}

In the first step, we are opening the 'Store' in Isolated Storage. The parameters specify that this store is specific to the 'current Windows user' and also to the 'current assembly'. Next, we create a file in this store. The parameter FileMode.Create will ensure that the file will be created if it doesn't exist.

In the next step, we will deserialize the HashTable entries into the stream. This will save all our data in the HashTable into the Isolated Storage, which can be later deserialized in the LoadData() method.

Let us see some sample code to consume this little handy tool.

CustomStorage.ApplicationStorage storage = 
              new CustomStorage.ApplicationStorage();

storage["name"] = "john";

storage["age"] = 23;

storage["address"] = "#10, Vasant Nagar";

storage.Save();

In the above sample code, we are creating an instance of our class ApplicationStorage and adding key/value pairs to it. Since our class inherits the HashTable, we can use all methods of HashTable including Add(...), indexer (this), Remove(), Clear() etc. The Save() method will serialize the data into Isolated Storage.

Since HashTable supports any objects, you can use this class to store any kind of serializable objects.

The following sample code demonstrates how you can retrieve data.

CustomStorage.ApplicationStorage storage = 
            new CustomStorage.ApplicationStorage();

string name = storage["name"].ToString();

int age = int.parse(storage["age"].ToString());

string address = storage["address"].ToString();

When the class is instantiated, it will load the already saved data. Then you can use the indexer property of the HashTable to retrieve all key/value pairs from it.

Disadvantages

Our class uses Isolated Storage and it has a few limitations.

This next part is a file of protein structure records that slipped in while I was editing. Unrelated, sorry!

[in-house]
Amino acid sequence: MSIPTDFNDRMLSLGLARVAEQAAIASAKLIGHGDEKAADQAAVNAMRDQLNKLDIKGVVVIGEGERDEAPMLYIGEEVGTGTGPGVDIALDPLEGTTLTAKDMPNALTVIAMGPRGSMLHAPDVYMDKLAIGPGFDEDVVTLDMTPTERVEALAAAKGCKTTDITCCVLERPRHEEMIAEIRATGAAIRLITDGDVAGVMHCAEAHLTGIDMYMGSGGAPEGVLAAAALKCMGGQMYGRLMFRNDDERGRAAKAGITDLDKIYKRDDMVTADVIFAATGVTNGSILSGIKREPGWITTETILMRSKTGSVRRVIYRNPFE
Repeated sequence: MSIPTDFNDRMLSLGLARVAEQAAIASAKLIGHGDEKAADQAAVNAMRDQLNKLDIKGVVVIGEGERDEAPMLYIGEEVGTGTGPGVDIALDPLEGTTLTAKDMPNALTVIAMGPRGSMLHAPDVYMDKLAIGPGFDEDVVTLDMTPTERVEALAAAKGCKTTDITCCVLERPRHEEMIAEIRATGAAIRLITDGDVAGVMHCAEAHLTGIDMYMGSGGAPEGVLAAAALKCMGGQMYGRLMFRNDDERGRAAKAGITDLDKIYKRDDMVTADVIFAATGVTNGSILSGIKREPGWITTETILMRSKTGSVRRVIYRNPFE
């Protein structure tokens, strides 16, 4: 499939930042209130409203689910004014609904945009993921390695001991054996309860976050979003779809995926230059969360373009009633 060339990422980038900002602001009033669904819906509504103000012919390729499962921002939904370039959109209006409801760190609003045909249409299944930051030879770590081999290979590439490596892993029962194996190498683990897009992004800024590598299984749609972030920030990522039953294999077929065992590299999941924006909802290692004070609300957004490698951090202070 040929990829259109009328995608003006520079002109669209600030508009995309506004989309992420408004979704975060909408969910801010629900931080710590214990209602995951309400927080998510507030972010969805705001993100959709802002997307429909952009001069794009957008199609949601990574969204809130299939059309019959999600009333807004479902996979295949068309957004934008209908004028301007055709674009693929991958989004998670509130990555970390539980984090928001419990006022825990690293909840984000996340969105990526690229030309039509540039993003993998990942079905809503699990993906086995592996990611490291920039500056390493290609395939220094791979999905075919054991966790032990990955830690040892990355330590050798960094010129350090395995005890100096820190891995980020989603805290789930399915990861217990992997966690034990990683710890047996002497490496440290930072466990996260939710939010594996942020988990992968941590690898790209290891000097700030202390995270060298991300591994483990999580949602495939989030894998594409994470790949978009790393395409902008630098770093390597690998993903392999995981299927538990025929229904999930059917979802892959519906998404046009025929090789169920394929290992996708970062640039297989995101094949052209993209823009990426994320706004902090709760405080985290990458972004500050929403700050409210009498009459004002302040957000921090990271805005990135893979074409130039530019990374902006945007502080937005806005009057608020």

First thing is, Administrator can set quota per user and per assembly. This will be a limitation and our utility will fail if it exceeds the limit.

Also, smart users can find the location of Isolated Storage. Even though it is a hidden location, it is possible that someone can locate it and remove or corrupt our files. So, it doesn't give very high security for data.

License

This article has no explicit license attached to it but may contain usage terms in the article text or the download files themselves. If in doubt please contact the author via the discussion board below.

A list of licenses authors might use can be found here

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About the Author

T Manjaly
Web Developer
India India
Tony is a seasoned .NET developer who recently switched his focus to Windows 8 and SEO. You may visit his technology websites: www.dotnetspider.com and www.techulator.com.
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Comments and Discussions

 
GeneralAdministrator can set quota per user and per assembly. This will be a limitation and our utility will fail if it exceeds the limit. PinmemberAkajasimafat25-Jun-07 1:29 
Generalaccess denied error Pinmembertanish2k519-Jun-07 2:22 
QuestionCan data be added? PinmemberPrashant Goswami3-May-06 3:57 
GeneralPls help: machine storage Pinmemberfotechvnuh20-Nov-05 17:18 
GeneralGreat article! PinmemberKeith Pinster27-Jul-05 6:19 
GeneralResponse PinmemberMach00522-Apr-04 4:49